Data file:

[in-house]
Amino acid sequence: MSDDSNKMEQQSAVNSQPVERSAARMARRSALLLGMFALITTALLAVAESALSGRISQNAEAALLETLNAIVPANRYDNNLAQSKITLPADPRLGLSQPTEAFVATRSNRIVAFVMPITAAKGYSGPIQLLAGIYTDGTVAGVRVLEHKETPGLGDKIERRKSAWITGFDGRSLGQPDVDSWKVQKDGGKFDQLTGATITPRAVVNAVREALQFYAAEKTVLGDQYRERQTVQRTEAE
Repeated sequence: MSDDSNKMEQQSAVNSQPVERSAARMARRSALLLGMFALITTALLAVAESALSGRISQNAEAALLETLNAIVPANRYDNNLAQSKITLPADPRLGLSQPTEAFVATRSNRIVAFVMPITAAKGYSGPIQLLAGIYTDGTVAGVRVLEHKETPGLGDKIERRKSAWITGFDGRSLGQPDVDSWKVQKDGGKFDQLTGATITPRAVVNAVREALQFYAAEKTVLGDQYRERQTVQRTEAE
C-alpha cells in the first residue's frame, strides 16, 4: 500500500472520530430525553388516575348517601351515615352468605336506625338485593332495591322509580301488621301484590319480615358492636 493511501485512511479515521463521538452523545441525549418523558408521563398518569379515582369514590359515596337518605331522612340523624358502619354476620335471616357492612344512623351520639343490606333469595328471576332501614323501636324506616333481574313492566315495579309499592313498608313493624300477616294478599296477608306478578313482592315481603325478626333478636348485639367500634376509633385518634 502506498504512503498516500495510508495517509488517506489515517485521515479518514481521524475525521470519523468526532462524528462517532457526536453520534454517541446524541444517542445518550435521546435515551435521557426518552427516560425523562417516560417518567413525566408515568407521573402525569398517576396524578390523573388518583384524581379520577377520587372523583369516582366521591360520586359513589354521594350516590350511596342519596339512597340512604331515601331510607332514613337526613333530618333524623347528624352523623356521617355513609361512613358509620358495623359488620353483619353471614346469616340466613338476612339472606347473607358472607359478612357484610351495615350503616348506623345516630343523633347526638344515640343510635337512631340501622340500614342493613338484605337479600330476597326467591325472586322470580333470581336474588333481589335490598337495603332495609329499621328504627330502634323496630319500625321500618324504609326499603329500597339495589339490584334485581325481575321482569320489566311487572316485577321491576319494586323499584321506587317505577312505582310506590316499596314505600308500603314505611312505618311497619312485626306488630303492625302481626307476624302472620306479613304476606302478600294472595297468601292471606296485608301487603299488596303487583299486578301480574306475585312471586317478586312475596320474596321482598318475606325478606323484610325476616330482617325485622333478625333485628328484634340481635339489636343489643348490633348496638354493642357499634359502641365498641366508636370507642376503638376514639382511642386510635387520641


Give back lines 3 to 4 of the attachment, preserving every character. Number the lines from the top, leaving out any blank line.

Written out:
Repeated sequence: MSDDSNKMEQQSAVNSQPVERSAARMARRSALLLGMFALITTALLAVAESALSGRISQNAEAALLETLNAIVPANRYDNNLAQSKITLPADPRLGLSQPTEAFVATRSNRIVAFVMPITAAKGYSGPIQLLAGIYTDGTVAGVRVLEHKETPGLGDKIERRKSAWITGFDGRSLGQPDVDSWKVQKDGGKFDQLTGATITPRAVVNAVREALQFYAAEKTVLGDQYRERQTVQRTEAE
C-alpha cells in the first residue's frame, strides 16, 4: 500500500472520530430525553388516575348517601351515615352468605336506625338485593332495591322509580301488621301484590319480615358492636 493511501485512511479515521463521538452523545441525549418523558408521563398518569379515582369514590359515596337518605331522612340523624358502619354476620335471616357492612344512623351520639343490606333469595328471576332501614323501636324506616333481574313492566315495579309499592313498608313493624300477616294478599296477608306478578313482592315481603325478626333478636348485639367500634376509633385518634 502506498504512503498516500495510508495517509488517506489515517485521515479518514481521524475525521470519523468526532462524528462517532457526536453520534454517541446524541444517542445518550435521546435515551435521557426518552427516560425523562417516560417518567413525566408515568407521573402525569398517576396524578390523573388518583384524581379520577377520587372523583369516582366521591360520586359513589354521594350516590350511596342519596339512597340512604331515601331510607332514613337526613333530618333524623347528624352523623356521617355513609361512613358509620358495623359488620353483619353471614346469616340466613338476612339472606347473607358472607359478612357484610351495615350503616348506623345516630343523633347526638344515640343510635337512631340501622340500614342493613338484605337479600330476597326467591325472586322470580333470581336474588333481589335490598337495603332495609329499621328504627330502634323496630319500625321500618324504609326499603329500597339495589339490584334485581325481575321482569320489566311487572316485577321491576319494586323499584321506587317505577312505582310506590316499596314505600308500603314505611312505618311497619312485626306488630303492625302481626307476624302472620306479613304476606302478600294472595297468601292471606296485608301487603299488596303487583299486578301480574306475585312471586317478586312475596320474596321482598318475606325478606323484610325476616330482617325485622333478625333485628328484634340481635339489636343489643348490633348496638354493642357499634359502641365498641366508636370507642376503638376514639382511642386510635387520641